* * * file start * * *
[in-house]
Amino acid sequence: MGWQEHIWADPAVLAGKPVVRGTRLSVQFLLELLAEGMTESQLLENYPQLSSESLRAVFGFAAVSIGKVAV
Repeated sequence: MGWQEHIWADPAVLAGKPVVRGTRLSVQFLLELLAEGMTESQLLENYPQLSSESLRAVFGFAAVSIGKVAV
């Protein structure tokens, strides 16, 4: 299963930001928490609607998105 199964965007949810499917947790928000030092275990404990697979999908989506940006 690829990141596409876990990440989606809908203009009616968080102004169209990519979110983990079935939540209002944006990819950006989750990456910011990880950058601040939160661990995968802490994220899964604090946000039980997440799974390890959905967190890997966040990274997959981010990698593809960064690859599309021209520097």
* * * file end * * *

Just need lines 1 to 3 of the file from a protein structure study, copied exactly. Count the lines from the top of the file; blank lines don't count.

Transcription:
[in-house]
Amino acid sequence: MGWQEHIWADPAVLAGKPVVRGTRLSVQFLLELLAEGMTESQLLENYPQLSSESLRAVFGFAAVSIGKVAV
Repeated sequence: MGWQEHIWADPAVLAGKPVVRGTRLSVQFLLELLAEGMTESQLLENYPQLSSESLRAVFGFAAVSIGKVAV